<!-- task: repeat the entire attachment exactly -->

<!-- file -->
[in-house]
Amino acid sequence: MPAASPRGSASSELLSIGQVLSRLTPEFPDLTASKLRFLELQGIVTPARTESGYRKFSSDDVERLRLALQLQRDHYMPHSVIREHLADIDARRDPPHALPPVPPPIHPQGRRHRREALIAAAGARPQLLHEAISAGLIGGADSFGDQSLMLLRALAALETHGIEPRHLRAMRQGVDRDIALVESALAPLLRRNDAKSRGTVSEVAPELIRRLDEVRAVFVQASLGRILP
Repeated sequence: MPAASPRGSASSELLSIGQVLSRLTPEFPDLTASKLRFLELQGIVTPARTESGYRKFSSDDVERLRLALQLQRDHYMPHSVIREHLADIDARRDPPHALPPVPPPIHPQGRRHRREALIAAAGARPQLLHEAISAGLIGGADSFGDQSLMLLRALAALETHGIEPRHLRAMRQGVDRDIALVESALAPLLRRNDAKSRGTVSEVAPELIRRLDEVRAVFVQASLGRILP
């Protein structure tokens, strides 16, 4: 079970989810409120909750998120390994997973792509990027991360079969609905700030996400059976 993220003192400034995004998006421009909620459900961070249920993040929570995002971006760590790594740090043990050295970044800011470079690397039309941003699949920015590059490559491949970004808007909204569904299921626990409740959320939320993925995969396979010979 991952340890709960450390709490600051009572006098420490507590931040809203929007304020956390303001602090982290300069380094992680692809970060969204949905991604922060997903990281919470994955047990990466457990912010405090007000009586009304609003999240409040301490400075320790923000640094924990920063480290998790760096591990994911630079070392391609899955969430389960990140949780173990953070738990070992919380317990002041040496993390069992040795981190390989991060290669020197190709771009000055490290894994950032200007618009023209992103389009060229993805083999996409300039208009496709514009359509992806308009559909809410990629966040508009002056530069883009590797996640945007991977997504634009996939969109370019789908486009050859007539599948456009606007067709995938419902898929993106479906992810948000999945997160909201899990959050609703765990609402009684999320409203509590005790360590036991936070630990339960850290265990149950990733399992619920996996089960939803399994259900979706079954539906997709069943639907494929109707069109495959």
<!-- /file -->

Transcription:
[in-house]
Amino acid sequence: MPAASPRGSASSELLSIGQVLSRLTPEFPDLTASKLRFLELQGIVTPARTESGYRKFSSDDVERLRLALQLQRDHYMPHSVIREHLADIDARRDPPHALPPVPPPIHPQGRRHRREALIAAAGARPQLLHEAISAGLIGGADSFGDQSLMLLRALAALETHGIEPRHLRAMRQGVDRDIALVESALAPLLRRNDAKSRGTVSEVAPELIRRLDEVRAVFVQASLGRILP
Repeated sequence: MPAASPRGSASSELLSIGQVLSRLTPEFPDLTASKLRFLELQGIVTPARTESGYRKFSSDDVERLRLALQLQRDHYMPHSVIREHLADIDARRDPPHALPPVPPPIHPQGRRHRREALIAAAGARPQLLHEAISAGLIGGADSFGDQSLMLLRALAALETHGIEPRHLRAMRQGVDRDIALVESALAPLLRRNDAKSRGTVSEVAPELIRRLDEVRAVFVQASLGRILP
């Protein structure tokens, strides 16, 4: 079970989810409120909750998120390994997973792509990027991360079969609905700030996400059976 993220003192400034995004998006421009909620459900961070249920993040929570995002971006760590790594740090043990050295970044800011470079690397039309941003699949920015590059490559491949970004808007909204569904299921626990409740959320939320993925995969396979010979 991952340890709960450390709490600051009572006098420490507590931040809203929007304020956390303001602090982290300069380094992680692809970060969204949905991604922060997903990281919470994955047990990466457990912010405090007000009586009304609003999240409040301490400075320790923000640094924990920063480290998790760096591990994911630079070392391609899955969430389960990140949780173990953070738990070992919380317990002041040496993390069992040795981190390989991060290669020197190709771009000055490290894994950032200007618009023209992103389009060229993805083999996409300039208009496709514009359509992806308009559909809410990629966040508009002056530069883009590797996640945007991977997504634009996939969109370019789908486009050859007539599948456009606007067709995938419902898929993106479906992810948000999945997160909201899990959050609703765990609402009684999320409203509590005790360590036991936070630990339960850290265990149950990733399992619920996996089960939803399994259900979706079954539906997709069943639907494929109707069109495959």